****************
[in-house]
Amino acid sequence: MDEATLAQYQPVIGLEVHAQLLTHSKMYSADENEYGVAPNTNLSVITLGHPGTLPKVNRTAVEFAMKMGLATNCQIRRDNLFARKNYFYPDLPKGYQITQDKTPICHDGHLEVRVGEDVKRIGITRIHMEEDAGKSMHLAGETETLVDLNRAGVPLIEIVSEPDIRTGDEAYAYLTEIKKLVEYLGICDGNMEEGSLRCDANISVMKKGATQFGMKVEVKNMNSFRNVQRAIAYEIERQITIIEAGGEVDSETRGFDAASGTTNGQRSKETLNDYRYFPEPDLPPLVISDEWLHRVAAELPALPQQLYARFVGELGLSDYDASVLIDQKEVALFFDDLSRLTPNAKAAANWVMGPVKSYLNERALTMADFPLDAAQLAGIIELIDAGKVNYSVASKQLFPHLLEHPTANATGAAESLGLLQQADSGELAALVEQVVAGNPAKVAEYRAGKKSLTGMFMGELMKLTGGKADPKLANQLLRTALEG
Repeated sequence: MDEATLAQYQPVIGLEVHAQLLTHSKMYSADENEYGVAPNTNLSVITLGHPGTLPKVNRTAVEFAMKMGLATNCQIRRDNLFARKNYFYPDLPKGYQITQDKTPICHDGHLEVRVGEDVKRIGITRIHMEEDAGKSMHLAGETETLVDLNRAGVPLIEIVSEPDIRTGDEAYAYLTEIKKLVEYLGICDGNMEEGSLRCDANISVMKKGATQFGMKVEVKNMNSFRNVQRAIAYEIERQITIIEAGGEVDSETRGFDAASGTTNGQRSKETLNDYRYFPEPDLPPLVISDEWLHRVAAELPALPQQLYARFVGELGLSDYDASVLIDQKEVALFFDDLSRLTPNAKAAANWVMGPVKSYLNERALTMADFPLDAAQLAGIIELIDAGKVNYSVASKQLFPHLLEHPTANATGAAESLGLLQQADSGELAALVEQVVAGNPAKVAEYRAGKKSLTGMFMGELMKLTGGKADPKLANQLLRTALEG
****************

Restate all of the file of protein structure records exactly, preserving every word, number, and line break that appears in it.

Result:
[in-house]
Amino acid sequence: MDEATLAQYQPVIGLEVHAQLLTHSKMYSADENEYGVAPNTNLSVITLGHPGTLPKVNRTAVEFAMKMGLATNCQIRRDNLFARKNYFYPDLPKGYQITQDKTPICHDGHLEVRVGEDVKRIGITRIHMEEDAGKSMHLAGETETLVDLNRAGVPLIEIVSEPDIRTGDEAYAYLTEIKKLVEYLGICDGNMEEGSLRCDANISVMKKGATQFGMKVEVKNMNSFRNVQRAIAYEIERQITIIEAGGEVDSETRGFDAASGTTNGQRSKETLNDYRYFPEPDLPPLVISDEWLHRVAAELPALPQQLYARFVGELGLSDYDASVLIDQKEVALFFDDLSRLTPNAKAAANWVMGPVKSYLNERALTMADFPLDAAQLAGIIELIDAGKVNYSVASKQLFPHLLEHPTANATGAAESLGLLQQADSGELAALVEQVVAGNPAKVAEYRAGKKSLTGMFMGELMKLTGGKADPKLANQLLRTALEG
Repeated sequence: MDEATLAQYQPVIGLEVHAQLLTHSKMYSADENEYGVAPNTNLSVITLGHPGTLPKVNRTAVEFAMKMGLATNCQIRRDNLFARKNYFYPDLPKGYQITQDKTPICHDGHLEVRVGEDVKRIGITRIHMEEDAGKSMHLAGETETLVDLNRAGVPLIEIVSEPDIRTGDEAYAYLTEIKKLVEYLGICDGNMEEGSLRCDANISVMKKGATQFGMKVEVKNMNSFRNVQRAIAYEIERQITIIEAGGEVDSETRGFDAASGTTNGQRSKETLNDYRYFPEPDLPPLVISDEWLHRVAAELPALPQQLYARFVGELGLSDYDASVLIDQKEVALFFDDLSRLTPNAKAAANWVMGPVKSYLNERALTMADFPLDAAQLAGIIELIDAGKVNYSVASKQLFPHLLEHPTANATGAAESLGLLQQADSGELAALVEQVVAGNPAKVAEYRAGKKSLTGMFMGELMKLTGGKADPKLANQLLRTALEG